Overstory #239 - The Benefits of Tropical Homegardens
What is a Tropical Homegarden?
A traditional tropical homegarden (THG) of the Pacific Islands differs greatly from the raised bed or vegetable patch image commonly associated with temperate home edible gardens. A THG is a small-scale agroforestry land use system based on cultural traditions of subsistence living. A THG is in close proximity to a place of residence and tended to by the household members. Plants are grown for personal consumption as food, as well as for medicinal, ceremonial and construction purposes.
In their functioning, THGs benefit larger systems, specifically community, economic, and eco-systems. This article defines the relationships that make up a THG system by outlining the benefits of THGs in these three realms.
Traditional THGs are production systems that can contribute significantly to the household economy. To a homegardener, the economic value of the crops grown is either what they can be sold for or what he or she would pay to purchase them (Vasey, 1990). Consuming food grown in a homegarden can reduce the percentage of the household income spent on food. THGs can also provide construction materials, medicines, decoration, etc., with low input of money, resources, and time. Clark (1977) noted that in Pacific Island agro-ecosystems, for every calorie of energy invested, returns ranged from 10-20 food calories. Any time saved can be considered a community benefit as well because the time saved can be spent on other activities (i.e., with family, sharing knowledge, processing foods, generating additional income, etc.).
The percentage of income saved or derived from homegardens is directly related to the diversity of plants in the garden. For example, the more complete the diet grown in a homegarden, the greater the savings as fewer food items need to be purchased (Christanty, 1990). One study found that the food produced by THGs supplied anywhere from 3% to 44% of the total calorie intake in a household (Torquebiau, 1992). THGs also have great potential to substitute for imports because many energy crops—fruits, nuts and staples such as cassava—can be easily grown in tropical climates. Such energy crops can substitute for imports in those countries or regions that do not meet their own demands for grains and cereals (Vasey, 1990). This reduced dependency on imports not only increases food security, but also buffers against the economic uncertainty of global food prices, while simultaneously supporting local economies.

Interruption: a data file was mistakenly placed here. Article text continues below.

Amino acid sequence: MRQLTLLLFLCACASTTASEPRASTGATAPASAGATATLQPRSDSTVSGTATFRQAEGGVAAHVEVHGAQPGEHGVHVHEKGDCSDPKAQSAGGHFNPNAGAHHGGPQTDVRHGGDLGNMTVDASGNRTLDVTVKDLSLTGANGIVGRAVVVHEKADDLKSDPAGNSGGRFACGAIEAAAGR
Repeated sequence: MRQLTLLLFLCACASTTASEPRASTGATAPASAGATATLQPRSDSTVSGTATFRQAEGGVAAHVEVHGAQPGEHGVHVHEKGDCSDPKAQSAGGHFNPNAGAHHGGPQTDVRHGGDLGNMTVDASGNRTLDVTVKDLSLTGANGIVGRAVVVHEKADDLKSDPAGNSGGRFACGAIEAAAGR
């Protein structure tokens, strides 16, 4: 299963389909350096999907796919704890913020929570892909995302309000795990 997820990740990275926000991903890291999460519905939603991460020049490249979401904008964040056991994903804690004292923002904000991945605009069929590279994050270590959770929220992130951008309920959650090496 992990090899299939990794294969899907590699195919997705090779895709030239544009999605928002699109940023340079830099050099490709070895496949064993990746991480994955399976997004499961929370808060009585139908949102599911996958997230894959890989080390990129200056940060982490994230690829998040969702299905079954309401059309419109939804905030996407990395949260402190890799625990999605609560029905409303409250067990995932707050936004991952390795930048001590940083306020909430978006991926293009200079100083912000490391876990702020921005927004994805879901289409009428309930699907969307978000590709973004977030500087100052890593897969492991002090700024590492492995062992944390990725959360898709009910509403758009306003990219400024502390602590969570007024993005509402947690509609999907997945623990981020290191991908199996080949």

Beyond the income-saving potential, THGs also have the potential to generate income. Homegardens often produce seasonal surpluses of many crops. If a market exits, homegardeners can sell produce and non-food crops (timber, medicinal plants, etc.) for supplemental income as needed. Certain cash crops may be integrated into THGs, such as cacao, tea, coffee, and vanilla. The economic gain from selling homegarden foods and products varies greatly depending on the size of the garden, the needs of the household, and plant diversity (Nair & Kumar, 2004). For example, in Indonesia the percentage of income generated from the sale of homegarden products ranged from 6.6% to 55.7% of total income (Soemarwoto, 1987).
The benefits of homegardens go well beyond property lines and garden walls, as homegardens can benefit an entire community in a variety of ways. The community benefits of THGs can be nutritional, social, and cultural. Often underemphasized, they remain largely unpublicized to beginning homegardeners and policymakers who ultimately dictate the zoning and planning of neighborhoods.
Nutritional benefits to the community
Homegardening can significantly improve health by providing for a diverse and nutritionally-balanced plant-based diet. Most of the nutrient loss from fresh produce is due to postharvest handling, storage, and processing (Harvard, 2010); thus, consuming produce shortly after it has been picked maximizes the nutritional benefits. Homegardens are the pinnacle of fresh and local, as food can be picked right before it is consumed or cooked.
High diversity of crops helps to ensure continuous production and consistency to meet dietary needs. Also, a THG that is planted with mostly perennial crops makes a consistent, self-sufficient and nutritious diet even more feasible. Perennial crops—crops that persist for two or more years—have many advantages over annuals, both in gardening and agricultural systems (Glover, Cox & Reganold, 2007). Perennials have deeper root systems than annuals, allowing them to access subsurface water, outcompete weeds, as well as prevent soil erosion. Thus, edible perennials provide a stable and low input (labor and resource) source of food.
Social benefits to the community
The many social benefits that THGs offer are very important to building and maintaining community structure and values. While a large percentage of THG production is consumed domestically (Soemarwoto, 1987), the tendency of THGs to produce surpluses leads homegardeners to share garden bounty within their community. Such sharing leads to the maintenance of social ties within a community (Thaman, 1990), as well as the spread of nutritious foods and healthy habits. This was confirmed in interviews with tropical homegardeners, expressing that they share or “give away” a large portion of their garden produce to friends, families, and neighbors. One study has estimated that that 64% of households with homegardens in the Pacific Islands share their bounty with friends and extended family (Thaman, 1990).